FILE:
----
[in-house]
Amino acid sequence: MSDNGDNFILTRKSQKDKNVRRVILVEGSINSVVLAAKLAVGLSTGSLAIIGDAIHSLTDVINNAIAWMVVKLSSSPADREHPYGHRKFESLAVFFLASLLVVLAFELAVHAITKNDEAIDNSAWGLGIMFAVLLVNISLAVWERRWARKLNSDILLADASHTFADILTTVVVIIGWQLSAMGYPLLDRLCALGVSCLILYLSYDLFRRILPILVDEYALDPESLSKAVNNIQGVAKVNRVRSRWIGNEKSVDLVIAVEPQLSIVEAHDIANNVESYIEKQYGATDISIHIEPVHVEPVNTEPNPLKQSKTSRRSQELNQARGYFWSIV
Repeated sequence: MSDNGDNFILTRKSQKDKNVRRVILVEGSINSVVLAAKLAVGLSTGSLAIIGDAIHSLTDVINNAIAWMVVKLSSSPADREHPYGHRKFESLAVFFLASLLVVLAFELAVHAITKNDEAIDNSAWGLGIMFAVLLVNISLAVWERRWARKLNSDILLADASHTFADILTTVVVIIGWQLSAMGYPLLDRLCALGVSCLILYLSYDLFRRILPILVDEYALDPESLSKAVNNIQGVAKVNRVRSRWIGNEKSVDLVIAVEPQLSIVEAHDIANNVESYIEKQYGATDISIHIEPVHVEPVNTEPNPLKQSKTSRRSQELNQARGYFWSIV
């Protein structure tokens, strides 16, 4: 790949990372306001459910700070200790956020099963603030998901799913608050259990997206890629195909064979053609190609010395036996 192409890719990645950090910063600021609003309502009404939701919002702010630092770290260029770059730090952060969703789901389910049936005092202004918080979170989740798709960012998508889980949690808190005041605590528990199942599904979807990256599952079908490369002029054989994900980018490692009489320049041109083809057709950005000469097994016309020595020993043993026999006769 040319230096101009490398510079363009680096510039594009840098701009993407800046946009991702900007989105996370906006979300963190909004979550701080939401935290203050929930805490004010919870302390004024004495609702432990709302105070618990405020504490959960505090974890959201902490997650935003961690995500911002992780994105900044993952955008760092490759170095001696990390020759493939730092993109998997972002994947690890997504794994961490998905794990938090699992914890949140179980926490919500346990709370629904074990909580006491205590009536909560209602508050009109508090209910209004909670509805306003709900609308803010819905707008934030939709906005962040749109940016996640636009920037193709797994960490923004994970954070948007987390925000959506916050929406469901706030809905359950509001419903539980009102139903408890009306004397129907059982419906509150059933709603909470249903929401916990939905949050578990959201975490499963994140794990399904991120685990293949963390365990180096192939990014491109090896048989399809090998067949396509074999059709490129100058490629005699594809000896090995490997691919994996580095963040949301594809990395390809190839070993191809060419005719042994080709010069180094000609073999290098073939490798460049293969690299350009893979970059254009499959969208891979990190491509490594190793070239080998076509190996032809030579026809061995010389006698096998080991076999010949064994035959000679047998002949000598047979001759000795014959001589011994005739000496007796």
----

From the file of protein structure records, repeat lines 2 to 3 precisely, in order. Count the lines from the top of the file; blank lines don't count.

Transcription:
Amino acid sequence: MSDNGDNFILTRKSQKDKNVRRVILVEGSINSVVLAAKLAVGLSTGSLAIIGDAIHSLTDVINNAIAWMVVKLSSSPADREHPYGHRKFESLAVFFLASLLVVLAFELAVHAITKNDEAIDNSAWGLGIMFAVLLVNISLAVWERRWARKLNSDILLADASHTFADILTTVVVIIGWQLSAMGYPLLDRLCALGVSCLILYLSYDLFRRILPILVDEYALDPESLSKAVNNIQGVAKVNRVRSRWIGNEKSVDLVIAVEPQLSIVEAHDIANNVESYIEKQYGATDISIHIEPVHVEPVNTEPNPLKQSKTSRRSQELNQARGYFWSIV
Repeated sequence: MSDNGDNFILTRKSQKDKNVRRVILVEGSINSVVLAAKLAVGLSTGSLAIIGDAIHSLTDVINNAIAWMVVKLSSSPADREHPYGHRKFESLAVFFLASLLVVLAFELAVHAITKNDEAIDNSAWGLGIMFAVLLVNISLAVWERRWARKLNSDILLADASHTFADILTTVVVIIGWQLSAMGYPLLDRLCALGVSCLILYLSYDLFRRILPILVDEYALDPESLSKAVNNIQGVAKVNRVRSRWIGNEKSVDLVIAVEPQLSIVEAHDIANNVESYIEKQYGATDISIHIEPVHVEPVNTEPNPLKQSKTSRRSQELNQARGYFWSIV